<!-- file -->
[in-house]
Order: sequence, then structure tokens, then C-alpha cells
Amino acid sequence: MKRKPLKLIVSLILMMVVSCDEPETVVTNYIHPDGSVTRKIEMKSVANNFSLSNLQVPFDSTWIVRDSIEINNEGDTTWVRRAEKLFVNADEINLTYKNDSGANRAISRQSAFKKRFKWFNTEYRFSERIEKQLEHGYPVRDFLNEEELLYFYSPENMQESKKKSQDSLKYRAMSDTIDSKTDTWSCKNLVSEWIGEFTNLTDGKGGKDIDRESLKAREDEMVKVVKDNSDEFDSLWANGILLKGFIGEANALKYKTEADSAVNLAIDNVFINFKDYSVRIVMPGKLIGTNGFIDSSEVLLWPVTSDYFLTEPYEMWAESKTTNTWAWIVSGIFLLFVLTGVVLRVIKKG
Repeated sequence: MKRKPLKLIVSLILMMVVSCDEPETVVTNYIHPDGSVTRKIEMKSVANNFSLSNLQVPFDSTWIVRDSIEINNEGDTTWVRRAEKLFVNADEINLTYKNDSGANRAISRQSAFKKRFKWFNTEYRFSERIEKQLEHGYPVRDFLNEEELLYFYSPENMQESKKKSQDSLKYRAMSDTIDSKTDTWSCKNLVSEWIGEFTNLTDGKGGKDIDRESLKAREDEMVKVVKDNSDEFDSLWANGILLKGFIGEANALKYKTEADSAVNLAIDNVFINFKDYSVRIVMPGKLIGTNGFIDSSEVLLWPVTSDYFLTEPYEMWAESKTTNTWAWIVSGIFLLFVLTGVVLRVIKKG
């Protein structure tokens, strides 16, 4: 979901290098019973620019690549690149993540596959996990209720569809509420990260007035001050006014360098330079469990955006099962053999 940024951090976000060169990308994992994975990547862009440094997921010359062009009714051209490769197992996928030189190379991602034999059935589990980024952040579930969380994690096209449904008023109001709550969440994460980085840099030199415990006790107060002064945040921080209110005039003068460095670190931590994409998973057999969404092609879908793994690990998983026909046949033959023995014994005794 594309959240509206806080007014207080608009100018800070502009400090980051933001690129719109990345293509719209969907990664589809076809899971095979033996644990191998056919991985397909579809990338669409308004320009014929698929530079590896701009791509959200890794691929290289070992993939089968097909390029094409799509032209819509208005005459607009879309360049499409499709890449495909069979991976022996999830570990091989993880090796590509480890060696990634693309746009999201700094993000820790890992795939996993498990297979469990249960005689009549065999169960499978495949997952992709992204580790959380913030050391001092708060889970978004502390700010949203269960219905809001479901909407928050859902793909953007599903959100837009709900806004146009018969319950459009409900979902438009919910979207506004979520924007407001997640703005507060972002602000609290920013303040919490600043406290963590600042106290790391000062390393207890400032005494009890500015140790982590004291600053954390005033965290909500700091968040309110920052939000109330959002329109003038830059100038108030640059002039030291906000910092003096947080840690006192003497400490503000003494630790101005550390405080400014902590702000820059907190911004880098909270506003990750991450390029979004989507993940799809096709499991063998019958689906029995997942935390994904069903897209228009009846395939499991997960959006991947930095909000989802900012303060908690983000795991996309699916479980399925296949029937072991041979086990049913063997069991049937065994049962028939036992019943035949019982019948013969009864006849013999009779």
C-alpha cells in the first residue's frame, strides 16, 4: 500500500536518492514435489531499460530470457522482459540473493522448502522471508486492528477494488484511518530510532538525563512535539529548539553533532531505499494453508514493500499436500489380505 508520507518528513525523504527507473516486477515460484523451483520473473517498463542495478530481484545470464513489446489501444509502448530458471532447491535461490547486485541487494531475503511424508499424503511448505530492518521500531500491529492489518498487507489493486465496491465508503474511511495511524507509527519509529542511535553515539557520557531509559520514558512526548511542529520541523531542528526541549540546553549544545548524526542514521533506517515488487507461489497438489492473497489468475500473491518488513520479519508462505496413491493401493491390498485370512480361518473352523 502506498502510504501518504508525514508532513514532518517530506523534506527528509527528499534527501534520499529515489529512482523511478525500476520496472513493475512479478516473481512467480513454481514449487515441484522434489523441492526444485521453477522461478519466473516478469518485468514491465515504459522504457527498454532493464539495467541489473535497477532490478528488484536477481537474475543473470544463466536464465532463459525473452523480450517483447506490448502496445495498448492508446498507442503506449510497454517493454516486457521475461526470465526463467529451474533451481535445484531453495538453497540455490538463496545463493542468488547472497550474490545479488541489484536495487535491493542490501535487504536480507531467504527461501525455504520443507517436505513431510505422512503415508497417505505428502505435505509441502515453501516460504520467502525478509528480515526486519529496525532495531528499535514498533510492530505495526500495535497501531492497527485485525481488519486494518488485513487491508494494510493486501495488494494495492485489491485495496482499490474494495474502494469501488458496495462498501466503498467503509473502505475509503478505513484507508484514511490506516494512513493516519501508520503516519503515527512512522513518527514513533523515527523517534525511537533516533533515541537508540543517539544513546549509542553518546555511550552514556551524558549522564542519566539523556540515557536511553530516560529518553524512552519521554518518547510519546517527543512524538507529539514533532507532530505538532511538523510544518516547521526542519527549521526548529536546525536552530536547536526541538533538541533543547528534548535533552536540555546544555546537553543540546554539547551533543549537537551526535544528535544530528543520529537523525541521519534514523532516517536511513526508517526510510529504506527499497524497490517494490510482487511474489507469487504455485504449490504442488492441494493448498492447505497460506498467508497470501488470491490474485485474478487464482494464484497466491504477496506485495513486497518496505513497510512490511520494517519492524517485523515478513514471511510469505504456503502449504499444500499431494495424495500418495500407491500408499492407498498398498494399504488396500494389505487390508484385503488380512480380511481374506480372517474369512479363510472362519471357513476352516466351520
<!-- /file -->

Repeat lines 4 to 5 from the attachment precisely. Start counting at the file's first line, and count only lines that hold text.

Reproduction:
Repeated sequence: MKRKPLKLIVSLILMMVVSCDEPETVVTNYIHPDGSVTRKIEMKSVANNFSLSNLQVPFDSTWIVRDSIEINNEGDTTWVRRAEKLFVNADEINLTYKNDSGANRAISRQSAFKKRFKWFNTEYRFSERIEKQLEHGYPVRDFLNEEELLYFYSPENMQESKKKSQDSLKYRAMSDTIDSKTDTWSCKNLVSEWIGEFTNLTDGKGGKDIDRESLKAREDEMVKVVKDNSDEFDSLWANGILLKGFIGEANALKYKTEADSAVNLAIDNVFINFKDYSVRIVMPGKLIGTNGFIDSSEVLLWPVTSDYFLTEPYEMWAESKTTNTWAWIVSGIFLLFVLTGVVLRVIKKG
């Protein structure tokens, strides 16, 4: 979901290098019973620019690549690149993540596959996990209720569809509420990260007035001050006014360098330079469990955006099962053999 940024951090976000060169990308994992994975990547862009440094997921010359062009009714051209490769197992996928030189190379991602034999059935589990980024952040579930969380994690096209449904008023109001709550969440994460980085840099030199415990006790107060002064945040921080209110005039003068460095670190931590994409998973057999969404092609879908793994690990998983026909046949033959023995014994005794 594309959240509206806080007014207080608009100018800070502009400090980051933001690129719109990345293509719209969907990664589809076809899971095979033996644990191998056919991985397909579809990338669409308004320009014929698929530079590896701009791509959200890794691929290289070992993939089968097909390029094409799509032209819509208005005459607009879309360049499409499709890449495909069979991976022996999830570990091989993880090796590509480890060696990634693309746009999201700094993000820790890992795939996993498990297979469990249960005689009549065999169960499978495949997952992709992204580790959380913030050391001092708060889970978004502390700010949203269960219905809001479901909407928050859902793909953007599903959100837009709900806004146009018969319950459009409900979902438009919910979207506004979520924007407001997640703005507060972002602000609290920013303040919490600043406290963590600042106290790391000062390393207890400032005494009890500015140790982590004291600053954390005033965290909500700091968040309110920052939000109330959002329109003038830059100038108030640059002039030291906000910092003096947080840690006192003497400490503000003494630790101005550390405080400014902590702000820059907190911004880098909270506003990750991450390029979004989507993940799809096709499991063998019958689906029995997942935390994904069903897209228009009846395939499991997960959006991947930095909000989802900012303060908690983000795991996309699916479980399925296949029937072991041979086990049913063997069991049937065994049962028939036992019943035949019982019948013969009864006849013999009779």